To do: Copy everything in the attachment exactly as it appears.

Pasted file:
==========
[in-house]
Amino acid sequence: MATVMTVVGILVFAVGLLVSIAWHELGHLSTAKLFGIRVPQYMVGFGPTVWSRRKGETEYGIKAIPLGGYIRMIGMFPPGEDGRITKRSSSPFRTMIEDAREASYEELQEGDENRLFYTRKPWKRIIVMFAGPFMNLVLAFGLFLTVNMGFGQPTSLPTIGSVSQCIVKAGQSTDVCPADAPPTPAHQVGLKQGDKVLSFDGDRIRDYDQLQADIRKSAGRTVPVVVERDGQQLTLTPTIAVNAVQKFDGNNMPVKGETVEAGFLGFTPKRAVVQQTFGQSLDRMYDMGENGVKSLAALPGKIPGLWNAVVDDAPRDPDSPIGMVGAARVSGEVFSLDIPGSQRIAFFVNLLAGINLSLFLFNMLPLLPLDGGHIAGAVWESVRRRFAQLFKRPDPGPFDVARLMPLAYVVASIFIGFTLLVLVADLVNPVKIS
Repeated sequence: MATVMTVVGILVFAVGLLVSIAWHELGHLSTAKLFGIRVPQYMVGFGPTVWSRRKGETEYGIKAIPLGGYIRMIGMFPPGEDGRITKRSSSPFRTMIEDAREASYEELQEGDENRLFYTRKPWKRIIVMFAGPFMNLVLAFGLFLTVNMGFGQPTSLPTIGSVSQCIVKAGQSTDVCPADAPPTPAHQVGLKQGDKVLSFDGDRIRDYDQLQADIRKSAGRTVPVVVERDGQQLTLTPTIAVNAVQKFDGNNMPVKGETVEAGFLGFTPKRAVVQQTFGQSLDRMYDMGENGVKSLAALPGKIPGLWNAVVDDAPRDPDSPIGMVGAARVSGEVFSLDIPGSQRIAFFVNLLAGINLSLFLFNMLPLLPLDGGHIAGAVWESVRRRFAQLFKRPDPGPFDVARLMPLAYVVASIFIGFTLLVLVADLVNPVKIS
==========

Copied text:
[in-house]
Amino acid sequence: MATVMTVVGILVFAVGLLVSIAWHELGHLSTAKLFGIRVPQYMVGFGPTVWSRRKGETEYGIKAIPLGGYIRMIGMFPPGEDGRITKRSSSPFRTMIEDAREASYEELQEGDENRLFYTRKPWKRIIVMFAGPFMNLVLAFGLFLTVNMGFGQPTSLPTIGSVSQCIVKAGQSTDVCPADAPPTPAHQVGLKQGDKVLSFDGDRIRDYDQLQADIRKSAGRTVPVVVERDGQQLTLTPTIAVNAVQKFDGNNMPVKGETVEAGFLGFTPKRAVVQQTFGQSLDRMYDMGENGVKSLAALPGKIPGLWNAVVDDAPRDPDSPIGMVGAARVSGEVFSLDIPGSQRIAFFVNLLAGINLSLFLFNMLPLLPLDGGHIAGAVWESVRRRFAQLFKRPDPGPFDVARLMPLAYVVASIFIGFTLLVLVADLVNPVKIS
Repeated sequence: MATVMTVVGILVFAVGLLVSIAWHELGHLSTAKLFGIRVPQYMVGFGPTVWSRRKGETEYGIKAIPLGGYIRMIGMFPPGEDGRITKRSSSPFRTMIEDAREASYEELQEGDENRLFYTRKPWKRIIVMFAGPFMNLVLAFGLFLTVNMGFGQPTSLPTIGSVSQCIVKAGQSTDVCPADAPPTPAHQVGLKQGDKVLSFDGDRIRDYDQLQADIRKSAGRTVPVVVERDGQQLTLTPTIAVNAVQKFDGNNMPVKGETVEAGFLGFTPKRAVVQQTFGQSLDRMYDMGENGVKSLAALPGKIPGLWNAVVDDAPRDPDSPIGMVGAARVSGEVFSLDIPGSQRIAFFVNLLAGINLSLFLFNMLPLLPLDGGHIAGAVWESVRRRFAQLFKRPDPGPFDVARLMPLAYVVASIFIGFTLLVLVADLVNPVKIS